Redefining pro-life

The hardening of abortion into the pillars of political parties is showing fractures.

image: Heidi Will

Whether abortion is a human right belonging to a woman or a human right that belongs to the foetus used to be a philosophical and religious debate. Now it’s about politics. Republicans in the U.S. and a majority of conservatives in Canada are against abortion. Democrats and progressives in Canada support justifiable abortions.

The abortion issue moved into political camps decades ago. The landmark decision of the U.S. Supreme Court in Roe v. Wade in 1973 declared that women had the right to choose an abortion. In response, anti-abortion groups began to rapidly mobilize and the “Human Life Amendment” was proposed.

Because it’s better to be seen as for something rather than against it, anti-abortion groups decided to call themselves “pro-life.”

Abortion supporters argue that the when life is at stake, it’s the life of the mother which matters. In a reaction to the pro-life branding, abortion supporters had to come up with a strong brand of their own. “Pro-abortion” doesn’t quite do it because women don’t necessarily want to have an abortion –they just want to shed the yoke of paternalism that dictates what’s best for them.

In response to the pro-life movement, supporters of abortion-as-an-option branded themselves as “pro-choice.” It’s a clever label in an age of commercialism because what consumer doesn’t want a choice? It also fits nicely into to the evolving image of women, and citizens in general, as individual agents rather than servants of the church and state.

Women as free-thinking-citizens is a relatively new phenomena. Only a hundred years ago, women and children were considered the property of men and property doesn’t have an opinion worth considering.

Thanks to U.S. President Trump, the tribalism of pro-life is beginning to fracture. Pro-life Republicans are conflicted by support of this misogynist president.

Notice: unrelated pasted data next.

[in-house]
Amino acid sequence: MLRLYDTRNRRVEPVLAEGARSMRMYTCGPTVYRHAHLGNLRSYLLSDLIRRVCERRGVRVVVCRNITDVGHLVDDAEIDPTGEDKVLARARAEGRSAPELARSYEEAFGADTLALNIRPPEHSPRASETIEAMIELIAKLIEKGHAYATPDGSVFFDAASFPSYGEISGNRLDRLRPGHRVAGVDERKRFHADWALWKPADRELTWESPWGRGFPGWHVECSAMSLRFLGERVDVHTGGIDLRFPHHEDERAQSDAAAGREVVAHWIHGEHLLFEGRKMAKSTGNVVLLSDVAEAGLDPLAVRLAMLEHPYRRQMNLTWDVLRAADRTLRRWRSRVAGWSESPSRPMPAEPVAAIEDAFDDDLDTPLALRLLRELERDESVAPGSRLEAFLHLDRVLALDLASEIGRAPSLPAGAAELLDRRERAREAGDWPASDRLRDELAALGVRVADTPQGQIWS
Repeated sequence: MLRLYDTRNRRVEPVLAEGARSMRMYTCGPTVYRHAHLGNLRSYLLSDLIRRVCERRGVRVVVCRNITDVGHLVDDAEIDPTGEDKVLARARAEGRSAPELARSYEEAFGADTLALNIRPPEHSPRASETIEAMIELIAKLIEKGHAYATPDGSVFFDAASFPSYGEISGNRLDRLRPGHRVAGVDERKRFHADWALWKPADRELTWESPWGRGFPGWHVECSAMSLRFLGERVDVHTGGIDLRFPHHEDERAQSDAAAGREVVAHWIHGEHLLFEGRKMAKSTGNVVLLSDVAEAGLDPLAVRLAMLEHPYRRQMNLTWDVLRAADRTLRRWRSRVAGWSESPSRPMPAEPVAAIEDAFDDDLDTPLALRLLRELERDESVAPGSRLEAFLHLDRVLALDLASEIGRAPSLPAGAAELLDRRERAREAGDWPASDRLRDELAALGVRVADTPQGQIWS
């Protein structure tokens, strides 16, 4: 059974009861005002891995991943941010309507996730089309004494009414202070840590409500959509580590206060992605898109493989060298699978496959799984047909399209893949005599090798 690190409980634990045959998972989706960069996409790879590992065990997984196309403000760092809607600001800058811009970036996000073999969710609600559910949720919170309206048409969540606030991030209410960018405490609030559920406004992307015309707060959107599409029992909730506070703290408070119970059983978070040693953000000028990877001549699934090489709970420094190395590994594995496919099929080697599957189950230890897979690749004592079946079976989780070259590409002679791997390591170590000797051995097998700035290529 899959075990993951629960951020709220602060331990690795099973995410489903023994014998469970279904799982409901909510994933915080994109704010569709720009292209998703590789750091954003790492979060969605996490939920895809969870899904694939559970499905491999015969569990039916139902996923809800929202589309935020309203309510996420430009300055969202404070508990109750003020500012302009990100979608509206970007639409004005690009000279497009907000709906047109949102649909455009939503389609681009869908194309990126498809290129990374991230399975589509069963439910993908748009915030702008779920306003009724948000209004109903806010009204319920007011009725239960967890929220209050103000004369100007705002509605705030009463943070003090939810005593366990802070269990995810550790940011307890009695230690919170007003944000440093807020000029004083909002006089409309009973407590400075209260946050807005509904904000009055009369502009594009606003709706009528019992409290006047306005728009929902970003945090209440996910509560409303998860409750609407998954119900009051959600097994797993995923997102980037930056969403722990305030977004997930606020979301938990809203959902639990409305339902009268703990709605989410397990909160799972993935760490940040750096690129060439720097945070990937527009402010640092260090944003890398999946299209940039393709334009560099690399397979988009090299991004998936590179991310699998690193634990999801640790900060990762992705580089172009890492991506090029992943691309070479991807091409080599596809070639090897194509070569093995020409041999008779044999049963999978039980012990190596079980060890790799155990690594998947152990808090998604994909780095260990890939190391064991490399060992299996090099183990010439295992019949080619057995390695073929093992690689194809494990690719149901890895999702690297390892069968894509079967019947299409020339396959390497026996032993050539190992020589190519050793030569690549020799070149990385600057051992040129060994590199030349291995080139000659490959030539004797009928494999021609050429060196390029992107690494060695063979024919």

Tess Clark grew up in Texas and always considered support for the Republican party her “Christian duty (Globe and Mail, December 7, 2018).” All of her life the issues of abortion and immigration made voting Republican her “Christian duty.” Clark recently told The New York Times that the pro-life movement should oppose hard-line treatment of border crossers.

Clark was so sickened by Trump and his crackdown on Honduran families trying to enter the U.S. that she has redefined what it means to be pro-life. She now equates the separation of Honduran families with “a baby in its mother’s womb.” “I feel that being pro-life is being pro all life,” she said.

Chelsey Yeaton, a student at a Christian college in Illinois and a member of Young Evangelicals for Climate Action, has also redefined what pro-life means to her in environmental terms.

“If we say we’re pro-life, we have to care for people who are experiencing incredible environmental degradation …,” Yeaton said in a recent interview. “If we’re pro-life, that’s a bigger issue to me than abortion.”

Whether to have an abortion or not is obviously not a trivial matter but the decision shouldn’t be based on politics. The expansion of the pro-life movement into other aspects of a healthy life is a welcome approach.